Natural Treasures

Three preservation properties provide unique outdoor classrooms

Stands of hardwood on a 51-acre preservation tract just south of the Lynchburg Regional Airport are a visible reminder of what the area looked like before rapid residential and commercial development.

“It’s becoming more and more like a little island because other land is being developed all around it,” said Ron Gettinger, a Randolph College biology professor.

Professors Doug Shedd (left) and Ron Gettinger at Randolph's nature preserve site off U.S. 29.

The preservation site was established nearly 50 years ago when Frank Flint, a biology professor for four decades at Randolph-Macon Woman’s College, helped to secure the donation of the land. Flint, who died in 1992, was known for his passion for conservation and saw the need to protect natural habitats for future generations. During his tenure, he helped bring two additional donations of preservation properties to the College, and Randolph students and professors are still benefiting from that foresight.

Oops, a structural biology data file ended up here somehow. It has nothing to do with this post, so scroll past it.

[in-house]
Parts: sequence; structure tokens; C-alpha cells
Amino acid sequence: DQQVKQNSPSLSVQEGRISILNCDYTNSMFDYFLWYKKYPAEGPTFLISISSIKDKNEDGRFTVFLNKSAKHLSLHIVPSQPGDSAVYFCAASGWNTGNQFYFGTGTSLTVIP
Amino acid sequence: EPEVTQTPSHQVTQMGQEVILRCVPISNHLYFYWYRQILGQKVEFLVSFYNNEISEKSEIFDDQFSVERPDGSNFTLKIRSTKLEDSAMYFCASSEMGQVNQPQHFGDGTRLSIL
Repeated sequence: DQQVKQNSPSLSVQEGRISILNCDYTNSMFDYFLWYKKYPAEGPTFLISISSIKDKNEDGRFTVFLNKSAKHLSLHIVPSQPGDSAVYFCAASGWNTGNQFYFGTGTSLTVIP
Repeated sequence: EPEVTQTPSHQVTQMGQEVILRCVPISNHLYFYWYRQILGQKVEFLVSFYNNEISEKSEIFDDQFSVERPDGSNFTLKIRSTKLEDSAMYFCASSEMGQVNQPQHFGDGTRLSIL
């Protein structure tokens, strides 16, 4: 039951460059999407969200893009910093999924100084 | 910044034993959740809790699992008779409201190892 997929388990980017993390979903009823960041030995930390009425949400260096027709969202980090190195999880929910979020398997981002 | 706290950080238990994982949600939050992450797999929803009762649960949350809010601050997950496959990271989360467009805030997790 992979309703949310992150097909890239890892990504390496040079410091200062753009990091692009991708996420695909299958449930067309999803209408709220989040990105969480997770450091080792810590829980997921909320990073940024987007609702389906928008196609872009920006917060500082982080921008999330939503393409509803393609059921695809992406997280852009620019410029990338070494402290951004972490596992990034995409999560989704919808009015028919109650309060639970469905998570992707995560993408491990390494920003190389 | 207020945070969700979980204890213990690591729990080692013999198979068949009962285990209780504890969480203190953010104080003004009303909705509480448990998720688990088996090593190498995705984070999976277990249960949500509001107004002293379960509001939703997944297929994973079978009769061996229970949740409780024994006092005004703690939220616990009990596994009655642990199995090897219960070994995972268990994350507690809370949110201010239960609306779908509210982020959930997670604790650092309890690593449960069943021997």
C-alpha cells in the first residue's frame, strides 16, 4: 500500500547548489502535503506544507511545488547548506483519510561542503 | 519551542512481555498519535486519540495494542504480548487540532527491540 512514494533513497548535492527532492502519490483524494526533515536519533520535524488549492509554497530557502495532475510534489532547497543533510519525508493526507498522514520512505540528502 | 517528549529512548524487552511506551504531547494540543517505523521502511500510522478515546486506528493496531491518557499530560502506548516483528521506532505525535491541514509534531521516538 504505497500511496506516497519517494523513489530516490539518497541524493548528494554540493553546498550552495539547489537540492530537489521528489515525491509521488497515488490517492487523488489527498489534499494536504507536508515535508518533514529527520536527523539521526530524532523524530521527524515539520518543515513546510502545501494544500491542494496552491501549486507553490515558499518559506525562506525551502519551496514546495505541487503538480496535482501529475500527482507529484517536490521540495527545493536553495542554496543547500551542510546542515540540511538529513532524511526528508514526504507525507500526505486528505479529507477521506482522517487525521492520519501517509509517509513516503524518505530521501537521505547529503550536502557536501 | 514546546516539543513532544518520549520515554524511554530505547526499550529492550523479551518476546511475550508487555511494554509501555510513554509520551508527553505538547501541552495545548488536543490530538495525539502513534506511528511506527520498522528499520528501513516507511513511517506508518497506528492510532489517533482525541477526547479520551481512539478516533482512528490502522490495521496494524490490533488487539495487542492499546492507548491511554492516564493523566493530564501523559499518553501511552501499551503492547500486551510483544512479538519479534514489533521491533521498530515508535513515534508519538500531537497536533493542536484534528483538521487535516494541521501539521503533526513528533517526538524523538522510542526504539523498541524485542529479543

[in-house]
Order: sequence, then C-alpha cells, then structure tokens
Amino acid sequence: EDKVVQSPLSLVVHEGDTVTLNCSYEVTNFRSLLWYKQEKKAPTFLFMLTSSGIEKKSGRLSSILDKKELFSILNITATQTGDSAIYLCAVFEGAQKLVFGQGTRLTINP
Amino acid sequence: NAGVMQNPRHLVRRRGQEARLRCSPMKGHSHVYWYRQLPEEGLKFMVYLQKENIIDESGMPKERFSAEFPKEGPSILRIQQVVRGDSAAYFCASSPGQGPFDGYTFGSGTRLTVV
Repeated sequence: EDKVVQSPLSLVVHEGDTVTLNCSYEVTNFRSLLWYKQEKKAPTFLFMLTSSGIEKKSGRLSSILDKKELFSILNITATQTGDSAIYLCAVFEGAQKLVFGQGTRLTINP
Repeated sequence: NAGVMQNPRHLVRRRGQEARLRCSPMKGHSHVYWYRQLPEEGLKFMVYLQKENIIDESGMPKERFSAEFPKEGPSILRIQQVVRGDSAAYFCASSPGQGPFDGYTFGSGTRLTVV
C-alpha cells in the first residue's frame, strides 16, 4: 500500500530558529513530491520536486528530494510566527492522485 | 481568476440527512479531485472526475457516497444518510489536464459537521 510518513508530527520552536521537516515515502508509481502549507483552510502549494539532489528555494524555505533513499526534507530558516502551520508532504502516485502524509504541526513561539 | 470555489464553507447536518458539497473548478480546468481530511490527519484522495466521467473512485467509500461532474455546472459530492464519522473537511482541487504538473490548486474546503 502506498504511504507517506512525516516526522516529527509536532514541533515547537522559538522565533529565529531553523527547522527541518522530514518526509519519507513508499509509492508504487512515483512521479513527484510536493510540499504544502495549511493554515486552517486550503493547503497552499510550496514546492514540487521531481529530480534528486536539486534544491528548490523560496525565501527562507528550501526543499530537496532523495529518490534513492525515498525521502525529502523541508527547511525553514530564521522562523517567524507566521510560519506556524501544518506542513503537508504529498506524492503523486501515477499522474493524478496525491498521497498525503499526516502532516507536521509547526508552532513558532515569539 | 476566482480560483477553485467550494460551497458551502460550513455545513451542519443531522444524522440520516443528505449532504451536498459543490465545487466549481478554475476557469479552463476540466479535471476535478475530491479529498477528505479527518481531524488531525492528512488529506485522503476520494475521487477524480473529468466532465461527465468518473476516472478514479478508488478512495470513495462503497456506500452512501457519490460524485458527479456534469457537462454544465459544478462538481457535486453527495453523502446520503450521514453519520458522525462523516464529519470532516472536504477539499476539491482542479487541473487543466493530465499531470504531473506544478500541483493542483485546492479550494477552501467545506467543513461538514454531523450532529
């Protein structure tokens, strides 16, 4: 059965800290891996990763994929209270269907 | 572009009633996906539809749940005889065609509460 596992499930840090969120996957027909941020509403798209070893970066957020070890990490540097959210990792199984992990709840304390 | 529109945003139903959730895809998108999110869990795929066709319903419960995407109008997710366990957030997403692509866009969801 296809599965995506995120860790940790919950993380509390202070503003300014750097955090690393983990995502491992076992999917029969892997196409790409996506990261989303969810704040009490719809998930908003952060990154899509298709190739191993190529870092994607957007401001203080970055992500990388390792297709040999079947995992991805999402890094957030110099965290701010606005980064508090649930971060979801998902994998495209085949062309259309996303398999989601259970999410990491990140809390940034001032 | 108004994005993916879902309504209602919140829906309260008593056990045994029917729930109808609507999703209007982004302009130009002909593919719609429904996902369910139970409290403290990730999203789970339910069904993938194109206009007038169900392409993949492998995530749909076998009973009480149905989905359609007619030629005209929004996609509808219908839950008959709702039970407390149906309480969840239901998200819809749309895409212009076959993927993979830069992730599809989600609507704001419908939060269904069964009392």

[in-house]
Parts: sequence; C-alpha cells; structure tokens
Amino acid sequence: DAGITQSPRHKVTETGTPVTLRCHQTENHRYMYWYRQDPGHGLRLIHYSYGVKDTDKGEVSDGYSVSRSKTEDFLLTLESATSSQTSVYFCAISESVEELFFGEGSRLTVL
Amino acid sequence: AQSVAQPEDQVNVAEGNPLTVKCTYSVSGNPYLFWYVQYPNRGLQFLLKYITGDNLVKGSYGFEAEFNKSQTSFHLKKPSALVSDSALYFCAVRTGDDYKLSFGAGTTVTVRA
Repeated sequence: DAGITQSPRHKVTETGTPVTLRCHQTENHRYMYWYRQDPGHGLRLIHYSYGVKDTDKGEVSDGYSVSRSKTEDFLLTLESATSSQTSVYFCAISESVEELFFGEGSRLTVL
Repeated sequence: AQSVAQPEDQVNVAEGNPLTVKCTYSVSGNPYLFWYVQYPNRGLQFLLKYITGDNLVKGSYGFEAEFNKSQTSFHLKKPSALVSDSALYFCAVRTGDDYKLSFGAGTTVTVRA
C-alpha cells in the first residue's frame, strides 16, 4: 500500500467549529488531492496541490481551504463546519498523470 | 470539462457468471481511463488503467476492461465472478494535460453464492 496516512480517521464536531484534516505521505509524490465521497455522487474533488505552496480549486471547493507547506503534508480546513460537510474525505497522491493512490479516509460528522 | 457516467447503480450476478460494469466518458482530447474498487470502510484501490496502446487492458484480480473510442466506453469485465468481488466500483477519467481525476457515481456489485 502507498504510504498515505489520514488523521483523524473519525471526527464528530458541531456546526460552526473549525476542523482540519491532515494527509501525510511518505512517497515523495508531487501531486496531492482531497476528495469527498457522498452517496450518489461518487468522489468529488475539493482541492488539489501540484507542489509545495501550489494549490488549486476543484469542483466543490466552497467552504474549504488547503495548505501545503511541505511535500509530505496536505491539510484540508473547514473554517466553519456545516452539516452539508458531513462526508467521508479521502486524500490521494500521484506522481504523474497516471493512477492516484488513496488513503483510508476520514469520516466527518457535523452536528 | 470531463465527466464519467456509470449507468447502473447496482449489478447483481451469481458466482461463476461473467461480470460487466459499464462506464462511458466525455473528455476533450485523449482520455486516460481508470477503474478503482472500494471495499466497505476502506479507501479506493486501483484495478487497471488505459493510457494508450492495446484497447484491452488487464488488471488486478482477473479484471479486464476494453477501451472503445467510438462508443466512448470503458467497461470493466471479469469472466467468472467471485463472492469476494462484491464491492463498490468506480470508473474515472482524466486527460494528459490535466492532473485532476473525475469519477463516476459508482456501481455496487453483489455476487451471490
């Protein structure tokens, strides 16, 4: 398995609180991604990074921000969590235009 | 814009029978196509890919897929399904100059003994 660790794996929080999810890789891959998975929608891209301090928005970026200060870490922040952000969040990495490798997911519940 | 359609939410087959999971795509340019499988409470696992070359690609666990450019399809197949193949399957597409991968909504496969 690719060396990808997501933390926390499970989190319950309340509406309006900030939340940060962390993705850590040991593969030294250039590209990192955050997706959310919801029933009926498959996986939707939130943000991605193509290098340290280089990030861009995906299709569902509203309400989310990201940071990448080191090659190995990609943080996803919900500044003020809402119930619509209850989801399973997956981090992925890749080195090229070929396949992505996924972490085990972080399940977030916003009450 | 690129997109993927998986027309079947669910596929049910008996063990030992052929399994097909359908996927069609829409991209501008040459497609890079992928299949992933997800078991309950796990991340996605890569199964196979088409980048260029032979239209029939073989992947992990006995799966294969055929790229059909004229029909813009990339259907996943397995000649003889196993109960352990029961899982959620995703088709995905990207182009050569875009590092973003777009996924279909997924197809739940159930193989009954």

Biodiversity—the mix of species that coexist within a habitat—is a major area of study by biologists. Randolph’s land off U.S. 29, as well as a 59-acre tract in Elon, Virginia, and a 23-acre preserve in Campbell County, Virginia, provide Randolph faculty and students unique opportunities for research and study. Each site features various hardwoods and unique traits.

“These kinds of properties are being lost in the area,” said Doug Shedd, another Randolph biology professor. “As Lynchburg grows and expands, this type of land is being developed rapidly. Just from the point of habitat protection, it is important. These plots represent the type of forest that used to be there.”

Each property was donated with the provision that it remain undeveloped.

“They are valuable properties from an ecological point of view,” added Gettinger. “It’s significant that the College has been entrusted with them. We can take the lead in their preservation and benefit from them as well.”